We showed here that instillation of “sterile” agarose beads in a rat biofilm model, extensively used in the field of cystic fibrosis research, activates the same Th2 cytokines (IL-5 and IL-13) and Th2 innate cells (eosinophils and Arg1+ M2 macrophages) as observed in human CF patients (Moser et al., 2000; Grasemann et al., 2005; Murphy et al., 2010; Tiringer et al., 2013). Interestingly, co-challenge with P. aeruginosa caused an acute drastic elevation of Th1/Th17 cytokine transcripts in our model, however, expression of these cytokines declined rapidly by d3. While the precise reason for this drastic decline is not known, it should be noted that animals with the most severe pathology did not survive up to the d3 time-point and this could in part have an influence here. Nevertheless, a decline in Th1/Th17 at d3 corroborated with a drastic drop in M1 macrophages in lungs with a notable increase in the Arg1+CD68+ M2 macrophage population with ≈60% of all activated macrophages being of the M2 phenotype by this time point. Although the upstream driver of this M2 polarization is so far undefined, our data suggest that the Th2/M2 response observed in CF patients is primarily due to biofilm matrix structures rather than a direct effect of the accompanying pathogen. This suggestion also fits well with the observation that pathogens most frequently associated with CF or with other chronic pneumonia pathologies, such as P. aeruginosa, S. aureus, and B. cepacia (Coutinho et al., 2008), have a high biofilm producing capacity.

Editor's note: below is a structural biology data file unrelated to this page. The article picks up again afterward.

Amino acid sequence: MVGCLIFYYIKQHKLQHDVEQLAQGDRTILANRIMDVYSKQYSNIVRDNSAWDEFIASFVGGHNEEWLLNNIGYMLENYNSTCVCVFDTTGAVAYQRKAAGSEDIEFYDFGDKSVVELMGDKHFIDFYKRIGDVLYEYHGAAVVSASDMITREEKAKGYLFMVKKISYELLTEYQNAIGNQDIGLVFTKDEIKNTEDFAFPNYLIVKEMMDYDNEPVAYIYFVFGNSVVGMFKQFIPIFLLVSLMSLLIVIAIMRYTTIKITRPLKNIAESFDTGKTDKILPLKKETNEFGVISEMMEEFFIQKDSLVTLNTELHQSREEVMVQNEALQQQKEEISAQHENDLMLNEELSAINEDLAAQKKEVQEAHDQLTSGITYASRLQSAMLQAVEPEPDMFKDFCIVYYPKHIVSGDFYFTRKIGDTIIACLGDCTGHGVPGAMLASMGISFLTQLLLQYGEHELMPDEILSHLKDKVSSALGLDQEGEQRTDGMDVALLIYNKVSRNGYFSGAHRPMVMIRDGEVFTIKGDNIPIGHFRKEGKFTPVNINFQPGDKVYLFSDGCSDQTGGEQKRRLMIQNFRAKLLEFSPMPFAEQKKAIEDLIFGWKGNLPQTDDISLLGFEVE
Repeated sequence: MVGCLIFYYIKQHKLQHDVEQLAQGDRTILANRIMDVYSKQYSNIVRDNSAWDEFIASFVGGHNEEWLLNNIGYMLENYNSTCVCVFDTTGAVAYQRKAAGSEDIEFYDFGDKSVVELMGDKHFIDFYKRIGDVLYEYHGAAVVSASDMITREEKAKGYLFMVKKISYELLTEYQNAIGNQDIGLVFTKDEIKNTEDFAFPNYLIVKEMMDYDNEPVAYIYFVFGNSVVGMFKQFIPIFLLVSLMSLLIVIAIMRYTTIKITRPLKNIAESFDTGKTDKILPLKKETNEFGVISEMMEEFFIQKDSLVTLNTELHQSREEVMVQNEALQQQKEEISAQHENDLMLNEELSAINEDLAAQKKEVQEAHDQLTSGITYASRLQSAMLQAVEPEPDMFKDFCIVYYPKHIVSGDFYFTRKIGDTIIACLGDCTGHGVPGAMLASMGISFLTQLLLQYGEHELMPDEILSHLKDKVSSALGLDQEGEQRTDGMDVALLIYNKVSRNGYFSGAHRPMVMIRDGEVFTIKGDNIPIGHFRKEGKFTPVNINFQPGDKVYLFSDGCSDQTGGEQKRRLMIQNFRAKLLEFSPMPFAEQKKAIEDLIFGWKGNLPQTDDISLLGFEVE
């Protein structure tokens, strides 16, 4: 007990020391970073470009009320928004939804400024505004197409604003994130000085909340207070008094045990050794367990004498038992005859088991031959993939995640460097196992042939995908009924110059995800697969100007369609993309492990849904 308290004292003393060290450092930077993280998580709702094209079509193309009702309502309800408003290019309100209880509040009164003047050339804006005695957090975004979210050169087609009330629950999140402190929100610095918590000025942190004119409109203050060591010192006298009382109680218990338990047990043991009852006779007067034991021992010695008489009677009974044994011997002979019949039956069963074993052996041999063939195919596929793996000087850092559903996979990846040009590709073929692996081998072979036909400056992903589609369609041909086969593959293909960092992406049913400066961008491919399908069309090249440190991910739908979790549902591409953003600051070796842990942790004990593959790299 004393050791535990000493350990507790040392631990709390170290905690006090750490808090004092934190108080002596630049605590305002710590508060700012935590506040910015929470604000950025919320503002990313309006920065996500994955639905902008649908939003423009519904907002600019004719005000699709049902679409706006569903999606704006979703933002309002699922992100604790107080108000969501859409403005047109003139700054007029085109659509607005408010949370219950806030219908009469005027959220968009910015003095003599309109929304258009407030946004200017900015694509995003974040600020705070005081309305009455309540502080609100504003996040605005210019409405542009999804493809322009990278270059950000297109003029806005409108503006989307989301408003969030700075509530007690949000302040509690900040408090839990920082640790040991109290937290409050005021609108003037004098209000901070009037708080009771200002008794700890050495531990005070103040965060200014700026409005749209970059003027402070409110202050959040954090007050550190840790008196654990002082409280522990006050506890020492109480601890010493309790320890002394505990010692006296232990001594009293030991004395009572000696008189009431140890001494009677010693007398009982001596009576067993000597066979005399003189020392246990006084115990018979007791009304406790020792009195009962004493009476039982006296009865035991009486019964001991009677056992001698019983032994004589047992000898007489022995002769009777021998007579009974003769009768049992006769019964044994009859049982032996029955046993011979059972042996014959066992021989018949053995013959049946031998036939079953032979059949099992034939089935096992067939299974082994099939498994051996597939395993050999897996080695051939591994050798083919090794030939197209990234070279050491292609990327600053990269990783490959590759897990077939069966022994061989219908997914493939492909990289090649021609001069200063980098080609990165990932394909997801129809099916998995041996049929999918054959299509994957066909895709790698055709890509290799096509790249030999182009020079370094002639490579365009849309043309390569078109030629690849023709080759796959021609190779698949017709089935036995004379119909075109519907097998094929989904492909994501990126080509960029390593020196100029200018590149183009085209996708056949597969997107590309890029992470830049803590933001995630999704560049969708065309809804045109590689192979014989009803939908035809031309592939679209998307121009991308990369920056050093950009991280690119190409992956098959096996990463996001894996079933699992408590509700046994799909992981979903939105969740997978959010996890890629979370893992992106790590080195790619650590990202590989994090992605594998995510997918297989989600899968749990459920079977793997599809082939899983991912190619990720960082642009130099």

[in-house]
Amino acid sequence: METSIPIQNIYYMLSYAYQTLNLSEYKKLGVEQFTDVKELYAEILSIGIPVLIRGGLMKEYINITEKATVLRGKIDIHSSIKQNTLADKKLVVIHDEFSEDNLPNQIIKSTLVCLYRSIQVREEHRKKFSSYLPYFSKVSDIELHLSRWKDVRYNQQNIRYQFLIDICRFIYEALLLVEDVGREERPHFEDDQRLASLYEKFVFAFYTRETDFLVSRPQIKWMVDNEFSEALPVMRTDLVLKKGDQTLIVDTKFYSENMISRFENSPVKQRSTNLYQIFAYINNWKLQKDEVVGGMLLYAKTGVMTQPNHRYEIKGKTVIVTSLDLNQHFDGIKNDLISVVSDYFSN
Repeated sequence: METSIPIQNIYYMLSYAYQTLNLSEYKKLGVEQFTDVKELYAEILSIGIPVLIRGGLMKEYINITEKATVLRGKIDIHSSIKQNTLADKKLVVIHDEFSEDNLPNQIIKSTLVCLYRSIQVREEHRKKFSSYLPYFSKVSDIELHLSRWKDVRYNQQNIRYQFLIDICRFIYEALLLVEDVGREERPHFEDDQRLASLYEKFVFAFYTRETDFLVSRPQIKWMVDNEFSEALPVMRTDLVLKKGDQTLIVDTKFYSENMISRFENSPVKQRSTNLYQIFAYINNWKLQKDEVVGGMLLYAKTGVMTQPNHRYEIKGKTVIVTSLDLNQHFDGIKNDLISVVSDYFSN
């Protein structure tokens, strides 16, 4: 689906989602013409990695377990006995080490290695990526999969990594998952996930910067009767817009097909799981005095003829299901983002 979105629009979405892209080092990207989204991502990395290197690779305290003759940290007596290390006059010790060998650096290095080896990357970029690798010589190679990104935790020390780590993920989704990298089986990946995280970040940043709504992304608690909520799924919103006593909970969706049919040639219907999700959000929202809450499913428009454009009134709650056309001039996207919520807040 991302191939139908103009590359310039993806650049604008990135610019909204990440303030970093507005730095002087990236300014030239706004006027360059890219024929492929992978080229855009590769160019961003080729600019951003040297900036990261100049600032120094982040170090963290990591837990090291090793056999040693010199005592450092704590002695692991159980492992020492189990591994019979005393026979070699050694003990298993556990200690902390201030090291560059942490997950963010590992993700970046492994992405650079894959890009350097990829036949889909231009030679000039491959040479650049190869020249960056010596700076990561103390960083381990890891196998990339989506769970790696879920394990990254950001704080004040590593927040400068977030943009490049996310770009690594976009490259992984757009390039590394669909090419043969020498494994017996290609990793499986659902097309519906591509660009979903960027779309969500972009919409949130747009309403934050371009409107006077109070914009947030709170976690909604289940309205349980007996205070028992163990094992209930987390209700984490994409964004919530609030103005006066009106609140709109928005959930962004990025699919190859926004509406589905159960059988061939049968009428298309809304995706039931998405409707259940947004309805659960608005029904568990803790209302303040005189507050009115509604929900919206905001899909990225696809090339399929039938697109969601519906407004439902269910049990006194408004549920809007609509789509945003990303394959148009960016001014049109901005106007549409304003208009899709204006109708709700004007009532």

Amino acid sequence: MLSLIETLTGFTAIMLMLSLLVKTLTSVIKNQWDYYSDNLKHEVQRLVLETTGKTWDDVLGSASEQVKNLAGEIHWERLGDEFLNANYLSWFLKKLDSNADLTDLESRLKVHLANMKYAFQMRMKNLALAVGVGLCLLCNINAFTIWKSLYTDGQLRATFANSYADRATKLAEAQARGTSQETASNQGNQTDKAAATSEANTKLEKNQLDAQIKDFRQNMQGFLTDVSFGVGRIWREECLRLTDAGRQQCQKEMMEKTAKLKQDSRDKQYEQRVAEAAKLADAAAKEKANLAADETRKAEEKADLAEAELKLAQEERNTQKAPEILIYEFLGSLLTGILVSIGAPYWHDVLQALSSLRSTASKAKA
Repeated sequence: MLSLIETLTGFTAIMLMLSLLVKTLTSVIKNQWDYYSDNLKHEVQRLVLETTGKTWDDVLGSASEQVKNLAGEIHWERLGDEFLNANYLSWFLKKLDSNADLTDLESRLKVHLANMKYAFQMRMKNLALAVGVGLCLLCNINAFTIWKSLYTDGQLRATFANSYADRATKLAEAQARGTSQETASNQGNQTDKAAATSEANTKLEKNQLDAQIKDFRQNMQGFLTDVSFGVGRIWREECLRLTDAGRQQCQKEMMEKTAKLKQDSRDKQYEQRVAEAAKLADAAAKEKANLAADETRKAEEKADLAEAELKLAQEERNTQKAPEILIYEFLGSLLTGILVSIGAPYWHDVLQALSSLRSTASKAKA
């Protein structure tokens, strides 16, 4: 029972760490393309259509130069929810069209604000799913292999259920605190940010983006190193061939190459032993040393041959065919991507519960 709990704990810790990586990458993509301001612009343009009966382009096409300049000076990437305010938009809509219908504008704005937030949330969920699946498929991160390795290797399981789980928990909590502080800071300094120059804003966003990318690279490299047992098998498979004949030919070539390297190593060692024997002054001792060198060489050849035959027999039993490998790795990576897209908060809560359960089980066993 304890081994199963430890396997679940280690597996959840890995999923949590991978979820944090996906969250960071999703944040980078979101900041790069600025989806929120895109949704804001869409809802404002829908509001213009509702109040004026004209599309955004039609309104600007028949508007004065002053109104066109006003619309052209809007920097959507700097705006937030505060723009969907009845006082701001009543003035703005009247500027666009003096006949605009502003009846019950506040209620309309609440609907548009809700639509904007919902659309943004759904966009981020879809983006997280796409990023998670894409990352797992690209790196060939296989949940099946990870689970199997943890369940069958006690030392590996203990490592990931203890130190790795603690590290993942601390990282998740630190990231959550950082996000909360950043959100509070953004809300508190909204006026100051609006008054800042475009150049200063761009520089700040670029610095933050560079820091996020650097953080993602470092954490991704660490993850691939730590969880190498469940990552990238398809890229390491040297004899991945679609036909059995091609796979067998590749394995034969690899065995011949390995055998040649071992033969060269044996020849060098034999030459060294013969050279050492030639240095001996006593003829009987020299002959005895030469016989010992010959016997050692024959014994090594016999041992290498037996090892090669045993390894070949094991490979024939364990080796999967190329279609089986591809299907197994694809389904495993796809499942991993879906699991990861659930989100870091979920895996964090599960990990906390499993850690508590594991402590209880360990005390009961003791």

Similar to human CF patients showing increased IL-5 and IL-13 but not IL-4 levels (Hauber et al., 2003; Tiringer et al., 2013), we also observed only a non-significant increase in IL-4. While IL4 is a key Th2 cytokine, eosinophil-specific IL-13 expression, but not IL-4, has been identified as a major factor for inducing allergic Th2 pulmonary pathologies (Jacobsen et al., 2015). Moreover, increased M2 macrophage infiltration in lung is observed in IL-13-associated lung diseases (Wu et al., 2015) and IL-13 has been shown to independently enhance the M2 macrophage phenotype in vitro (Doyle et al., 1994). Similarly, IL-5 on its own is also one of the major chemoattractants for eosinophils (Pope et al., 2001), that, together with M2 macrophages, constitute the two major innate Th2-type effector cells. Interestingly, we also showed in our model a high expression of IL-10, which similar to IL-13 can directly enhance the M2 macrophage phenotype (Makita et al., 2015).